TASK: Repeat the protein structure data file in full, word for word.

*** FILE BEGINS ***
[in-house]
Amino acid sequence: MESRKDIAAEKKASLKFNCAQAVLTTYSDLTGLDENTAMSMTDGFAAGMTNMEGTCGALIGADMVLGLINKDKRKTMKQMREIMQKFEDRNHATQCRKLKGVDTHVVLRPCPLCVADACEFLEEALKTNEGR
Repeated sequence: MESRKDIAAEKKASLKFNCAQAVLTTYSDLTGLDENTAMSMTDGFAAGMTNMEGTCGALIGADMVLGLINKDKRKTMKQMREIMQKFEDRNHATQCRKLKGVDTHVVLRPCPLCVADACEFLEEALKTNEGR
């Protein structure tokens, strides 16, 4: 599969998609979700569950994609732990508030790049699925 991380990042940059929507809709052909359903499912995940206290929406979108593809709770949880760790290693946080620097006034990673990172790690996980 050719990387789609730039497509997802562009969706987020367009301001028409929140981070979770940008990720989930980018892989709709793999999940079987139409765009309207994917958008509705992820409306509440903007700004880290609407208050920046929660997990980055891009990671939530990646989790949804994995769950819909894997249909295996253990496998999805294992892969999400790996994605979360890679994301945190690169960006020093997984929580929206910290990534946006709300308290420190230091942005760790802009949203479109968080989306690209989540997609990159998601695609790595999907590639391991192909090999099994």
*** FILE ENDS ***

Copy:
[in-house]
Amino acid sequence: MESRKDIAAEKKASLKFNCAQAVLTTYSDLTGLDENTAMSMTDGFAAGMTNMEGTCGALIGADMVLGLINKDKRKTMKQMREIMQKFEDRNHATQCRKLKGVDTHVVLRPCPLCVADACEFLEEALKTNEGR
Repeated sequence: MESRKDIAAEKKASLKFNCAQAVLTTYSDLTGLDENTAMSMTDGFAAGMTNMEGTCGALIGADMVLGLINKDKRKTMKQMREIMQKFEDRNHATQCRKLKGVDTHVVLRPCPLCVADACEFLEEALKTNEGR
């Protein structure tokens, strides 16, 4: 599969998609979700569950994609732990508030790049699925 991380990042940059929507809709052909359903499912995940206290929406979108593809709770949880760790290693946080620097006034990673990172790690996980 050719990387789609730039497509997802562009969706987020367009301001028409929140981070979770940008990720989930980018892989709709793999999940079987139409765009309207994917958008509705992820409306509440903007700004880290609407208050920046929660997990980055891009990671939530990646989790949804994995769950819909894997249909295996253990496998999805294992892969999400790996994605979360890679994301945190690169960006020093997984929580929206910290990534946006709300308290420190230091942005760790802009949203479109968080989306690209989540997609990159998601695609790595999907590639391991192909090999099994």